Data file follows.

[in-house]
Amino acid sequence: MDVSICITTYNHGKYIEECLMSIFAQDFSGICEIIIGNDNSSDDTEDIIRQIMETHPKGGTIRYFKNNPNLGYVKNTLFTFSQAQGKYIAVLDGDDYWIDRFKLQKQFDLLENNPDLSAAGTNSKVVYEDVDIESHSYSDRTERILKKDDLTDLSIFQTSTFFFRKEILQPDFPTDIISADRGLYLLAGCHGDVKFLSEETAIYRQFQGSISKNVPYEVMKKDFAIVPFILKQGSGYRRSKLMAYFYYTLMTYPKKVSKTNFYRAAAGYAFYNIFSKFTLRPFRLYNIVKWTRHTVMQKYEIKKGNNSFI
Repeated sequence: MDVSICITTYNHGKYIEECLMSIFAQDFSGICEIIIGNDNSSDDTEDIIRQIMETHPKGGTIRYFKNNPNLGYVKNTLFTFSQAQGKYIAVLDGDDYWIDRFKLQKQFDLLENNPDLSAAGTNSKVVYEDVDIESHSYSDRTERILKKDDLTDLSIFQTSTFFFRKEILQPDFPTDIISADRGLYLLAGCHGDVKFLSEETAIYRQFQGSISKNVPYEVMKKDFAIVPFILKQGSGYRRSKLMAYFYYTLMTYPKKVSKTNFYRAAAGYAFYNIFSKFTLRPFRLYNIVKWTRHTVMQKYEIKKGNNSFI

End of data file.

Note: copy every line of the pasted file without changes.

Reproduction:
[in-house]
Amino acid sequence: MDVSICITTYNHGKYIEECLMSIFAQDFSGICEIIIGNDNSSDDTEDIIRQIMETHPKGGTIRYFKNNPNLGYVKNTLFTFSQAQGKYIAVLDGDDYWIDRFKLQKQFDLLENNPDLSAAGTNSKVVYEDVDIESHSYSDRTERILKKDDLTDLSIFQTSTFFFRKEILQPDFPTDIISADRGLYLLAGCHGDVKFLSEETAIYRQFQGSISKNVPYEVMKKDFAIVPFILKQGSGYRRSKLMAYFYYTLMTYPKKVSKTNFYRAAAGYAFYNIFSKFTLRPFRLYNIVKWTRHTVMQKYEIKKGNNSFI
Repeated sequence: MDVSICITTYNHGKYIEECLMSIFAQDFSGICEIIIGNDNSSDDTEDIIRQIMETHPKGGTIRYFKNNPNLGYVKNTLFTFSQAQGKYIAVLDGDDYWIDRFKLQKQFDLLENNPDLSAAGTNSKVVYEDVDIESHSYSDRTERILKKDDLTDLSIFQTSTFFFRKEILQPDFPTDIISADRGLYLLAGCHGDVKFLSEETAIYRQFQGSISKNVPYEVMKKDFAIVPFILKQGSGYRRSKLMAYFYYTLMTYPKKVSKTNFYRAAAGYAFYNIFSKFTLRPFRLYNIVKWTRHTVMQKYEIKKGNNSFI